Nearly half of the constituencies in Scotland have poor mobile phone signals and broadband connection due to a substandard technology network, data has revealed.

According to the analysis, of 269 areas in the UK with the worst mobile and broadband service, 29 were in Scotland – amounting to around half of all the parliamentary constituencies in the country.

HeraldScotland: Camley's Cartoon: Superfast broadband delayed.Camley's Cartoon: Superfast broadband delayed.

The study, which covered all 650 constituencies across the UK, found that the four worst areas for mobile coverage are all in Scotland.  

Five of the 10 areas with the poorest broadband service are also in Scotland.   
The consumer group Which? has now called on the government to introduce connectivity target-driven action to improve “inadequate mobile and internet connections, as their research also revealed people in more than one in three UK constituencies do not have access to decent 4G or broadband services.

It recommends removing barriers to speedy and effective broadband roll-out programmes, including a legal requirement for new-build homes to be built with gigabit-capable connections.

The research comes after it emerged that the SNP’s flagship £600 million pledge to bring superfast broadband to every home and office in the country could be delivered three years late.

Na h-Eileanan an Iar (Western Isles) came bottom of the Which? mobile coverage table as they had just 42.35 per cent of premises with 4G access. Caithness, Sutherland & Easter Ross had the second worst service at 59.29%, followed by Ross, Skye and Lochaber (60.72%) and Orkney & Shetland (61.56%).

Orkney & Shetland had the worst broadband service in the UK, with just three in four premises with access to Ofcom’s definition of a decent connection – a download speed of at least 10mpbs with 1mbps upload.

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Ross, Skye & Lochaber had the second worst broadband quality with one in eight unable to access a decent connection while Na h-Eileanan an Iar was found to have the third worst service as 81.2% can obtain decent speeds.
Caroline Normand, Which? director of advocacy, said: “For far too long, people have felt cut off and struggled to pay bills or receive important calls and messages because of poor mobile and broadband connections.

“The next government must finally deliver the strategy needed to connect the whole of the UK with the comprehensive digital infrastructure that communities urgently need while ensuring that consumers have a choice of providers so that they can see real improvements.”

In evidence to Holyrood’s Rural Economy and Connectivity Committee in April, Ofcom’s chief technology officer, Mansoor Hanif, admitted that meeting targets for mobile coverage would be difficult.

Mobile companies were expected to provide 95% of geographical coverage by 2022 but this target poses specific challenges in Scotland, according to Mr Hanif.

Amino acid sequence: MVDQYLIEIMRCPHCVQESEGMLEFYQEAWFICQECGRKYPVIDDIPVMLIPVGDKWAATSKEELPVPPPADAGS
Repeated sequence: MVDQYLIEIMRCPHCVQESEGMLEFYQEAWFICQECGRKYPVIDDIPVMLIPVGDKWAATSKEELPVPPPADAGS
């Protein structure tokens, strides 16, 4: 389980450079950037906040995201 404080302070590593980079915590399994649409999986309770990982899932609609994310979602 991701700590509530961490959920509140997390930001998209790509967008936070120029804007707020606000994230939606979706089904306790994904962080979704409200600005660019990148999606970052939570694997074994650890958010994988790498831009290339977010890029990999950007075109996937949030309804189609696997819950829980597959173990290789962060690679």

While it has been proposed to set a target of 74% for mobile coverage across Scotland, Mr Hanif said that the geography of Scotland’s mountainous areas makes this difficult with existing technology.

Broadband has become a key issue in this election, with the main parties competing over who can produce the most eye-catching plan to entice voters. 
The Conservatives have pledged an investment of £5 billion to cover the whole of the UK with “gigabit-capable” broadband services by 2025.

They have also promised to finalise a £1bn agreement with mobile phone operators to build new  phone masts to improve mobile services in hard-to-reach areas and has committed to spending £5bn on broadband and to helping to reach the most remote areas.

Meanwhile, Labour have set out a broadband pledge to nationalise BT’s Openreach division, invest £20.3bn in getting “full fibre” to everyone (FTTP) by 2030 and giving everyone free broadband. 

The Liberal Democrats have promised to invest in mobile data infrastructure and expand it to cover all homes and install hyper-fast, fibre-optic broadband across the UK.

The SNP has called for more investment from Westminster and a “shared rural network” to deliver 95% 4G mobile coverage in Scotland.

Which? said that while broadband is playing a pivotal role in the General Election, a “huge leap” is needed to improve connectivity as a whole. 

“The next government must ensure that mobile coverage is brought up to the level consumers deserve,” the consumer organisation said.

“Without an overarching vision for both fixed and mobile services shared by government, Ofcom and industry, and a cohesive strategy in which roles, responsibilities and timescales are clearly defined, many people will still risk losing out on the benefits of good quality connections.”

It said it wanted an “ambitious, joined-up strategy” to deliver improved digital infrastructure, “meeting the needs of people to be connected at home, at work and on the move”.